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Jobs Online monthly report – January 2011

Jobs Online measures changes in job ads on the main internet job boards.

The latest figures from Jobs Online shows that job advertisements have increased over the January 2011 quarter. The increase in job vacancies — in conjunction with other labour market data — indicates that future employment prospects in the economy are gradually improving.

Job advertisements increase further…

Jobs Online shows that the number of job advertisements continued to grow over the January 2011 quarter. The growth rate in January 2011 is lower than that reported in December, as strong growth in the month of December 2010 was followed by a weaker growth in January. As a result, the trend growth rate in January 2011 is similar to that in November 2010.

Skilled vacancies[1] increased by 2.7 percent in the January 2011 quarter, down from 3.0 percent in the October quarter. Total vacancies increased by 2.6 percent in the January quarter, down from 3.2 percent growth in the October quarter.

Over the past year, skilled vacancies increased by 31.1 percent and total vacancies increased by 30.2 percent.

Job advertisements have been increasing consistently since June 2009, when they were at their lowest point due to the economic recession, with skilled vacancies up by 49.0 percent and total vacancies up by 52.9 percent.

Figure 1: Skilled Vacancies Index (SVI) and All Vacancies Index (AVI) - Trend series (May 2007=100)

Figure 1: Skilled Vacancies Index (SVI) and All Vacancies Index (AVI) - Trend series (May 2007=100).

Data table for Figure 1

…as future employment conditions appear to be improving.

The increase in the number of advertised vacancies over the January 2011 quarter, as measured by Jobs Online, indicates that employment prospects in the economy continue to improve. This is consistent with the latest results from the National Bank’s Business Outlook and New Zealand Institute of Economic Research’s Quarterly Survey of Business Opinion (QSBO), which both show that employers intend to increase staffing levels in the short-term. This is in line with the Department’s view of a continued gradual recovery in employment over the coming year.

Skilled job advertisements have increased in most regions…

Skilled vacancies increased in most regions in the January 2011 quarter. Table 1 shows that growth was the strongest in Christchurch, followed by Auckland and Wellington. Skilled vacancies also rose in the North Island (excluding Auckland and Wellington), but there was a small drop in the South Island (excluding Christchurch). On an annual basis, skilled vacancies increased for all regions.

Table 1 : Skilled Vacancies Index (SVI) by region
Region Oct 10 – Jan 11 Jan 10 - Jan 11
Auckland 3.5% 38.5%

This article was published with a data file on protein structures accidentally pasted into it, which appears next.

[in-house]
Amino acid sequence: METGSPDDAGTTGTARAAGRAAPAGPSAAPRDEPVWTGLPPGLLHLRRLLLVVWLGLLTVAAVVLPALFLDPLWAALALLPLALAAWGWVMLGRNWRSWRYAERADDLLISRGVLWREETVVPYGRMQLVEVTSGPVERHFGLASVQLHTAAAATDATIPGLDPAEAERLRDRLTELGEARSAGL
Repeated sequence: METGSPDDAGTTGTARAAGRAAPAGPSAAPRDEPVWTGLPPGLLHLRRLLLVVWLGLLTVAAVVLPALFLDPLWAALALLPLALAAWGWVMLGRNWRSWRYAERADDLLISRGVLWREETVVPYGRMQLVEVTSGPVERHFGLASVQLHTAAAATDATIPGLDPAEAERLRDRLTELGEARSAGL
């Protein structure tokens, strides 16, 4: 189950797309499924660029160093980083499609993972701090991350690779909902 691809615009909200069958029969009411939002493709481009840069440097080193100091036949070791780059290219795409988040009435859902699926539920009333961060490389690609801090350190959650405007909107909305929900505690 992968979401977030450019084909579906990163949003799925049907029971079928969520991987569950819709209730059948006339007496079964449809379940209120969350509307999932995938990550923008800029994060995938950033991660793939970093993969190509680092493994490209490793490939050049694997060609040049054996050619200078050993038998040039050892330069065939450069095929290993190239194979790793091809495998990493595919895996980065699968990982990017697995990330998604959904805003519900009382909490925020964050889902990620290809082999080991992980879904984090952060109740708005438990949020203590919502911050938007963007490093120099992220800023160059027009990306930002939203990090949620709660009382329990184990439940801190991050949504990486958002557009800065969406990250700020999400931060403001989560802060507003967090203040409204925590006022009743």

Wellington 2.7% 26.4%
North Island – other 2.1% 23.9%
Christchurch 5.1% 28.5%
South Island – other -0.8% 8.5%
Nationwide 2.7% 31.1%

Figure 2: Detailed region charts and data

Figure 2: Detailed region charts and data.

Data table for Figure 2

…and increased in most industries…

Table 2 shows that growth in the number of advertised skilled vacancies varied significantly across industry groups. The largest increases in the January 2011 quarter were in hospitality and tourism and IT, but healthcare and medical vacancies fell sharply.

Table 2: Skilled Vacancies Index (SVI) by industry group
Industry group Oct 10 – Jan 11 Jan 10 - Jan 11

Hospitality and tourism

6.4% 31.0%

IT

6.2% 60.6%

Sales, retail, marketing, advertising

5.5% 22.6%

Education and training

2.2% 7.9%

Construction and engineering

-1.3% 28.7%

Accounting, HR, legal, administration

-1.8% 12.1%

Healthcare and medical

-6.8% 0.8%

Other

4.9% 39.5%

Figure 3: Detailed region charts and data

Figure 3: Detailed region charts and data.

Data table for Figure 3

…and increased across all skilled occupational groups.

Table 3 shows that advertised skilled vacancy growth has increased across all the major skilled occupational groups.

Table 3: Skilled Vacancies Index (SVI) for highest-skilled groups
Occupational group Oct 10 - Jan 11 Jan 10 - Jan 11
Managers 6.1% 30.4%
Professionals 3.5% 33.1%
Technicians and trades workers 6.9% 47.9%
All skilled occupations 2.7% 31.1%

Detailed Data Table

Annual Percentage Change in Advertised Job Vacancies, December 2009 to December 2010 Quarters.

For more on Jobs Online, see the Background and Methodology report at www.dol.govt.nzmethodology or email the Labour Market Information and Analysis Team at info@mbie.govt.nz.


[1] Skilled occupations are defined as skill levels 1-3 under the Australia New Zealand Standard Classification of Occupations (ANZSCO) 2006. Skill level 3 is equivalent to an NCEA level 4 qualification.